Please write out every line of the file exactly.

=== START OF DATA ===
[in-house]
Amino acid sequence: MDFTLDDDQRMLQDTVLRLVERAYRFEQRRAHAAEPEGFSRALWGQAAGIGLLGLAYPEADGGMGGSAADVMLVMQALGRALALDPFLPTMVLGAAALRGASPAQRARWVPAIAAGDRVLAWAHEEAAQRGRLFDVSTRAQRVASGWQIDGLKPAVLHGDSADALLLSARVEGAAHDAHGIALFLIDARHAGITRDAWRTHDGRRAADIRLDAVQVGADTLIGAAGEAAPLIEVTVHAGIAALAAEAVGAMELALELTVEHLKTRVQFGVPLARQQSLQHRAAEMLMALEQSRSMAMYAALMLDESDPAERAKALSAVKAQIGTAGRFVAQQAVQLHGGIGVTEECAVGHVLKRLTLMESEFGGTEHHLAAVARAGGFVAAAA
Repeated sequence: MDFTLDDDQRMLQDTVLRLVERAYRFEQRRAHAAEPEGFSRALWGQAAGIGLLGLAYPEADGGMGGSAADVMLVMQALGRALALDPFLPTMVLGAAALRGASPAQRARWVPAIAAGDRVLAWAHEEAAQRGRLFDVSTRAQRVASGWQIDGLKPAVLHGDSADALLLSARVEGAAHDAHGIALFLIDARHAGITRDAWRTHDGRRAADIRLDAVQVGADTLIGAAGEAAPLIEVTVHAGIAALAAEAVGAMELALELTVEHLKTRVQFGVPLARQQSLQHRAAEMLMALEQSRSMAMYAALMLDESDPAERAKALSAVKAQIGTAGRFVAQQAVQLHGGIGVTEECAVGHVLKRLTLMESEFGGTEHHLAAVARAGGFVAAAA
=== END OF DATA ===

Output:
[in-house]
Amino acid sequence: MDFTLDDDQRMLQDTVLRLVERAYRFEQRRAHAAEPEGFSRALWGQAAGIGLLGLAYPEADGGMGGSAADVMLVMQALGRALALDPFLPTMVLGAAALRGASPAQRARWVPAIAAGDRVLAWAHEEAAQRGRLFDVSTRAQRVASGWQIDGLKPAVLHGDSADALLLSARVEGAAHDAHGIALFLIDARHAGITRDAWRTHDGRRAADIRLDAVQVGADTLIGAAGEAAPLIEVTVHAGIAALAAEAVGAMELALELTVEHLKTRVQFGVPLARQQSLQHRAAEMLMALEQSRSMAMYAALMLDESDPAERAKALSAVKAQIGTAGRFVAQQAVQLHGGIGVTEECAVGHVLKRLTLMESEFGGTEHHLAAVARAGGFVAAAA
Repeated sequence: MDFTLDDDQRMLQDTVLRLVERAYRFEQRRAHAAEPEGFSRALWGQAAGIGLLGLAYPEADGGMGGSAADVMLVMQALGRALALDPFLPTMVLGAAALRGASPAQRARWVPAIAAGDRVLAWAHEEAAQRGRLFDVSTRAQRVASGWQIDGLKPAVLHGDSADALLLSARVEGAAHDAHGIALFLIDARHAGITRDAWRTHDGRRAADIRLDAVQVGADTLIGAAGEAAPLIEVTVHAGIAALAAEAVGAMELALELTVEHLKTRVQFGVPLARQQSLQHRAAEMLMALEQSRSMAMYAALMLDESDPAERAKALSAVKAQIGTAGRFVAQQAVQLHGGIGVTEECAVGHVLKRLTLMESEFGGTEHHLAAVARAGGFVAAAA